Continuous Techniques

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Continuous peripheral nerve blocks allow the maintenance of analgesia either by repeated injections or by continuous infusion of local anesthetics. Most of the studies on the use of this technique are in the postoperative setting rather than in the setting of trauma. The advantages of this technique in trauma, however, are quite obvious. With a catheter in place, the duration of the analgesia or anesthesia can be extended, and the concentration of the local anesthetic can be changed to provide sympathetic block, sensory block, or motor block with muscle relaxation, as desired.

Winnie popularized the concept of a fascial covering of the brachial plexus from its roots emerging from the intervertebral foramina to the level of nerves at the axilla. He equated a continuous axillary brachial block to a continuous caudal block, a continuous subclavian perivascular block to a continuous lumbar epidural block, and a continuous interscalene block to a continuous thoracic or cervical epidural block.™ As previously stated, this chapter does not go into the details of the techniques but rather provides only general comments.

Placement of a catheter in the axilla is easy and free of serious complications. However, axillary catheters have the highest rate of accidental displacement secondary to movement of the upper extremity, and suturing may be required. The presence of moisture and hair in the axilla makes it difficult to maintain a sterile environment, and infections are possible. In one study, however, axillary catheters were left in place for a mean of 11.5 days, and cultures of the catheter tips were positive only in those that were left in place longer than 4 days.™ None had signs or symptoms of local or systemic infection.

An infraclavicular catheter is less likely to be dislodged, and catheters have been left in place for 3 weeks.12" The infraclavicular technique is ideal for patients who cannot abduct the upper arm. A subclavian perivascular catheter also moves very little with movements of the head and neck because it lies flat against the patient's neck. Blockade of the brachial plexus at this level involves the trunks and can be achieved with a smaller volume of local anesthetic. Possible complications of the subclavian perivascular technique include pneumothorax and injection into the vertebral artery. Interscalene catheters are difficult to immobilize and easily dislodged by movements of the head and neck because the catheter emerges from the skin at a right angle to the head and neck.1™ Suturing the catheter has been recommended.1™ Hemidiaphragmatic paralysis is common with this technique.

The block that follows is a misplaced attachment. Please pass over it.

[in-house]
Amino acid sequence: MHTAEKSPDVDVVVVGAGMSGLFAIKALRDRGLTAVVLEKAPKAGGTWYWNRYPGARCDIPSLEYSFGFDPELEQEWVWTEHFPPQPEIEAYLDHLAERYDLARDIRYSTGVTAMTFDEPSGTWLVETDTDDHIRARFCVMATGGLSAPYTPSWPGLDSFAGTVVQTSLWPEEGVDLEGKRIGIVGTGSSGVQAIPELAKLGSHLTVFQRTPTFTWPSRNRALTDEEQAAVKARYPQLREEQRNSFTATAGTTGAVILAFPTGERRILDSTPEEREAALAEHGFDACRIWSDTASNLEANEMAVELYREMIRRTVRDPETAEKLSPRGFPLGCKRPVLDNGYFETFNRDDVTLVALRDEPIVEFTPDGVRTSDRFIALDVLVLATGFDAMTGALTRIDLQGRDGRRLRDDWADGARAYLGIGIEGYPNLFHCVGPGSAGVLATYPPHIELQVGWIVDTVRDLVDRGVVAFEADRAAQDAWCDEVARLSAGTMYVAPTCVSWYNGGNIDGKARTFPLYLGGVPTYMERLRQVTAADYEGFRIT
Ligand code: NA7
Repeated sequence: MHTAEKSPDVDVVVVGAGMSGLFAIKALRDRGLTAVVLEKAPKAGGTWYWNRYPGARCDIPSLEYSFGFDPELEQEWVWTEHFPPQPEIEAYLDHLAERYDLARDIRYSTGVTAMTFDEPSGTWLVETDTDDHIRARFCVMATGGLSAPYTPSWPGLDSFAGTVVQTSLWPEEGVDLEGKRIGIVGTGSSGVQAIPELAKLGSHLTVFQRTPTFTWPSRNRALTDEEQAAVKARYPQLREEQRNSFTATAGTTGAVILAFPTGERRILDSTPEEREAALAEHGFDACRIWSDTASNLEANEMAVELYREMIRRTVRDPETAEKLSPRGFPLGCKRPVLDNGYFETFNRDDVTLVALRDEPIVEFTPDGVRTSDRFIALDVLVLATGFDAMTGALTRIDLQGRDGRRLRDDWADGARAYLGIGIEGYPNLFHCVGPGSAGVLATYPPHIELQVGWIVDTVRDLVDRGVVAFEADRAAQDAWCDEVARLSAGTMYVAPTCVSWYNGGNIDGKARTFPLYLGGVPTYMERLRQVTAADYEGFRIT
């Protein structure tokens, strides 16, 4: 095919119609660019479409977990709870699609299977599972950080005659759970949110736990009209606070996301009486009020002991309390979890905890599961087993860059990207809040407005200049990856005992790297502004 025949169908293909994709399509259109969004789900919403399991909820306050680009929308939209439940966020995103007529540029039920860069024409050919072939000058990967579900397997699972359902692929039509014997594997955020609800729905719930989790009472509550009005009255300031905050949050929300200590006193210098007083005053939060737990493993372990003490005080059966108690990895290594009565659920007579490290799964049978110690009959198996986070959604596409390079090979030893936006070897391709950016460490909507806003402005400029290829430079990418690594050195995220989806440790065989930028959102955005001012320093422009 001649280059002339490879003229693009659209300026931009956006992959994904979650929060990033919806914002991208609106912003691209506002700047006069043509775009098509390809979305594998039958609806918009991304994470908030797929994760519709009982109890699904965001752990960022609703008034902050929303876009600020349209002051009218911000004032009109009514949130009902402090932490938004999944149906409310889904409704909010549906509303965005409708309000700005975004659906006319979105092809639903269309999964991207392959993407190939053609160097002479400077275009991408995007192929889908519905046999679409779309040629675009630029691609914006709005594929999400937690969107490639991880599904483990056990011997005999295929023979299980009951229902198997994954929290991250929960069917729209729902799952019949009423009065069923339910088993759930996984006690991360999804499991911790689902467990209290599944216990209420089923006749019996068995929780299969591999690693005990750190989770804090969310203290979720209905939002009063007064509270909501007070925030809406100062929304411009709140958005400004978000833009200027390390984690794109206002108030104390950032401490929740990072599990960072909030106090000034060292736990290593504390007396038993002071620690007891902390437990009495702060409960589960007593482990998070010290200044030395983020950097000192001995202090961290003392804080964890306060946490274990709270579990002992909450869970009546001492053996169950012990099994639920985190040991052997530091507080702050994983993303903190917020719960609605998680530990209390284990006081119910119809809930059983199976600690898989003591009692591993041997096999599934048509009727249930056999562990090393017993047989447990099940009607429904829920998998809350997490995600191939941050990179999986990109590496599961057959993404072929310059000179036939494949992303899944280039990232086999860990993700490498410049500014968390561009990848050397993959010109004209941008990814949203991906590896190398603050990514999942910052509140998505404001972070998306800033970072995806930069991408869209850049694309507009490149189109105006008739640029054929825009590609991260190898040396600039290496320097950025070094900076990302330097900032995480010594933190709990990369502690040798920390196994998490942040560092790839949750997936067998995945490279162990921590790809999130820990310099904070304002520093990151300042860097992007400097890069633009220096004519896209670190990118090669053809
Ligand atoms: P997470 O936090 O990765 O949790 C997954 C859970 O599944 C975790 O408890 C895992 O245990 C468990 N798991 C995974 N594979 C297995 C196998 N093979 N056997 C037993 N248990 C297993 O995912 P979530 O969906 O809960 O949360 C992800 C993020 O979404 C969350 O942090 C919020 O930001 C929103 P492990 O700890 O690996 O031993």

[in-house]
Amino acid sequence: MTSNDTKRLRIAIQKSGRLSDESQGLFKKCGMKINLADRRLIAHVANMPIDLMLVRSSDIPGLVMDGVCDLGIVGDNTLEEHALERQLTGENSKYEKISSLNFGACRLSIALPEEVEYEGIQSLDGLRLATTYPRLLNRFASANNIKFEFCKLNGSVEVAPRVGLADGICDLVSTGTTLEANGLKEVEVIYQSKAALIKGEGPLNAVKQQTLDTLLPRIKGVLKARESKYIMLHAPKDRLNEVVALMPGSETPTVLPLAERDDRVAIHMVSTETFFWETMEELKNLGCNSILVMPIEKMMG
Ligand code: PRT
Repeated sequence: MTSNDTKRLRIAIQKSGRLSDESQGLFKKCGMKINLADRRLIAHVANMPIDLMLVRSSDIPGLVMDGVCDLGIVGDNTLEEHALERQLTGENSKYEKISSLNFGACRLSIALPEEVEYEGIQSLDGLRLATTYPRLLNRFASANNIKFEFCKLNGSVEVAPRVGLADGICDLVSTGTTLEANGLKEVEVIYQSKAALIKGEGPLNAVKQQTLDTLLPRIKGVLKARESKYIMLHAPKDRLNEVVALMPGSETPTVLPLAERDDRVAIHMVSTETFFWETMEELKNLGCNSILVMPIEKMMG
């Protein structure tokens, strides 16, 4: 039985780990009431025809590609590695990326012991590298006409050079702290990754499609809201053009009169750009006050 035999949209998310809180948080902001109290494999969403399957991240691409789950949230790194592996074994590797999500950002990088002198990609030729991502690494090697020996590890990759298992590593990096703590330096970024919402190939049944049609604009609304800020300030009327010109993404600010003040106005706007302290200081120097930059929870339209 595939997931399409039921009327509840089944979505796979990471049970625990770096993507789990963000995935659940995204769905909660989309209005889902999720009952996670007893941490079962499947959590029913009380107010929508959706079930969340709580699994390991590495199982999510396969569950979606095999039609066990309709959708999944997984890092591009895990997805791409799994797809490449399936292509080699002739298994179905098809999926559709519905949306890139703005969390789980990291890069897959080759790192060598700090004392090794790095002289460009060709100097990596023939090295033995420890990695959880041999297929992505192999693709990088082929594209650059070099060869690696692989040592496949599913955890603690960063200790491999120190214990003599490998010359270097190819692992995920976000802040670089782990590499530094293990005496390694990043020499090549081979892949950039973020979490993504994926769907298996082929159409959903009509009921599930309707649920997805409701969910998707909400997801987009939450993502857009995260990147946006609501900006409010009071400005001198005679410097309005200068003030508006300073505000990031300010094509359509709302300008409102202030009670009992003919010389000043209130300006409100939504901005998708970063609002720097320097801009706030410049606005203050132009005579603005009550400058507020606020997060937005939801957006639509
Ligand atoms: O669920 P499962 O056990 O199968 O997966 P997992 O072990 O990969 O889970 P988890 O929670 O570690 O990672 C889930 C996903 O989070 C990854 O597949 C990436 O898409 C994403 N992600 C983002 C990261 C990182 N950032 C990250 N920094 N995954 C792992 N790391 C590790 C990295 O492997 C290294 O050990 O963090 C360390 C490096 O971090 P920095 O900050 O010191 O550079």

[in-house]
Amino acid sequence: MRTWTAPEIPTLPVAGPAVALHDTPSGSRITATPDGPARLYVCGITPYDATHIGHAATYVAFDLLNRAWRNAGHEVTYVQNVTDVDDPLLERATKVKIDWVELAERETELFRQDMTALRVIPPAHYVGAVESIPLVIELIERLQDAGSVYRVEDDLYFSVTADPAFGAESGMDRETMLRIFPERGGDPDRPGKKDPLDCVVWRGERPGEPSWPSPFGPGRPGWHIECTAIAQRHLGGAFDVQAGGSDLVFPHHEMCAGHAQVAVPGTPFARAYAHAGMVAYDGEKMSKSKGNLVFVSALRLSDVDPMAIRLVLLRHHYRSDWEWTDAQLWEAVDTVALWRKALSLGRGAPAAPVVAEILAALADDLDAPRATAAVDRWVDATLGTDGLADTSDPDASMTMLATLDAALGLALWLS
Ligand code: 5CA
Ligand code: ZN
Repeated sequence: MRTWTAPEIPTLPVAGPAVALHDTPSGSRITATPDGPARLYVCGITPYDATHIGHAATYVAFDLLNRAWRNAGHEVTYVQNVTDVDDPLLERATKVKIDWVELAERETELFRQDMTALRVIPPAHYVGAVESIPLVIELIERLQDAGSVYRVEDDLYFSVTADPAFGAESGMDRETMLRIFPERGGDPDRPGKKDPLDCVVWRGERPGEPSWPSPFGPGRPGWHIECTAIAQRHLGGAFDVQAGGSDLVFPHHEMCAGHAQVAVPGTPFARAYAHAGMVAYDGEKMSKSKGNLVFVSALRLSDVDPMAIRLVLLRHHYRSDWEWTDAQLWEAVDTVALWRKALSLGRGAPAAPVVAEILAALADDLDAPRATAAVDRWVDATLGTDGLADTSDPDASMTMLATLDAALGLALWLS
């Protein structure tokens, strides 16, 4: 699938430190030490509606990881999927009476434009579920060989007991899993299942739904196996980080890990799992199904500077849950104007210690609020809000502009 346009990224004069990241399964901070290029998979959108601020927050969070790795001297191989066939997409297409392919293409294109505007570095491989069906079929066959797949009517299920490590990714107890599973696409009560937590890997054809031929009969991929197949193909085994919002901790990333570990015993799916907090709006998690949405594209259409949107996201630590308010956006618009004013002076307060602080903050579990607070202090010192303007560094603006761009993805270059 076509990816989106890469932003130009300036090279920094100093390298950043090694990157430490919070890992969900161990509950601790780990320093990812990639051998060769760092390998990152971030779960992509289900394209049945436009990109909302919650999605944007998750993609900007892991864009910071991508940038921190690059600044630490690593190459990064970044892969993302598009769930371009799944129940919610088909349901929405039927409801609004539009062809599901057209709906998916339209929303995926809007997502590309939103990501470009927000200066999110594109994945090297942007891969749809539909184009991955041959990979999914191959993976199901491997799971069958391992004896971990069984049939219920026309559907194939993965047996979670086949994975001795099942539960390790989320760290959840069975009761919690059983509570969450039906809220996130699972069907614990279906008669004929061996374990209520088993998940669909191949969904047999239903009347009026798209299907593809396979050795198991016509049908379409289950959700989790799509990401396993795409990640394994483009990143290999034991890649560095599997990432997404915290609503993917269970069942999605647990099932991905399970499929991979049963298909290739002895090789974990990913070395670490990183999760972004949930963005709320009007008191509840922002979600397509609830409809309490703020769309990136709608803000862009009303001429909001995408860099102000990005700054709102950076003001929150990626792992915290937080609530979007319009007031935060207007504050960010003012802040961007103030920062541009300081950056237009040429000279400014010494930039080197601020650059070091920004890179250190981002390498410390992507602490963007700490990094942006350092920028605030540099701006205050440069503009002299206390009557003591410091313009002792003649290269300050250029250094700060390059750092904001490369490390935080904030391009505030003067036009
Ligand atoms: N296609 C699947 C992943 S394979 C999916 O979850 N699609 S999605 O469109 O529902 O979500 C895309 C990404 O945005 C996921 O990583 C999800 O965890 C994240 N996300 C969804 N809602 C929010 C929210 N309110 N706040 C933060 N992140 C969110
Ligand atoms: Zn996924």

The local anesthetic can be administered continuously, or injections may be given intermittently. There appears to be no difference in the sensory or motor blockade characteristics between these two techniques, although higher plasma concentrations were noted with continuous infusion.12" Bupivacaine is the most commonly used local anesthetic, and the 0.25% concentration is the most commonly used concentration. The use of 0.125% concentration is recommended when assessment of motor function is required. Winnie discouraged the use of adjuvants such as bicarbonate or alpha-agonists because these adjuncts only complicate the pharmacologic management of the trauma patient.1203

Continuous plexus blocks of the lower extremity can be achieved with the inguinal paravascular lumbar plexus block, "3-in-1" block, lumbosacral plexus block, psoas compartment block, and continuous sciatic nerve block. With the 3-in-1 block, the "intracath technique" is recommended.1™ With this technique, a catheter can be inserted through the initial catheter and inserted as far as desired. Contraction of the quadriceps muscles from the nerve stimulator is seen with the 3-in-1 block. In patients with fracture of the femur, this painful muscle contraction should be minimized during the nerve stimulation. Studies have shown that the efficacy of the continuous lumbar plexus block via the 3-in-1 technique1203 1203 is as effective as continuous epidural morphine, with less incidence of pruritus, nausea, vomiting, and urinary retention.»3 The use of 0.125% bupivacaine appears to be as effective as 0.25% bupivacaine. 28 Blockade of the lumbar plexus, however, does not provide analgesia to areas innervated by the sciatic nerve.

Continuous lumbosacral plexus block has been achieved with the use of a Tuohy needle and an epidural catheter.2" A continuous sciatic nerve block has been described, whereby the catheter is placed near the sciatic nerve after its exit from the greater sciatic foramen.'213 A combination of the continuous parasacral sciatic nerve block and the lumbar plexus block has also been described.1213 There is less experience with these techniques compared with the "3-in-1" approach to the lumbar plexus.

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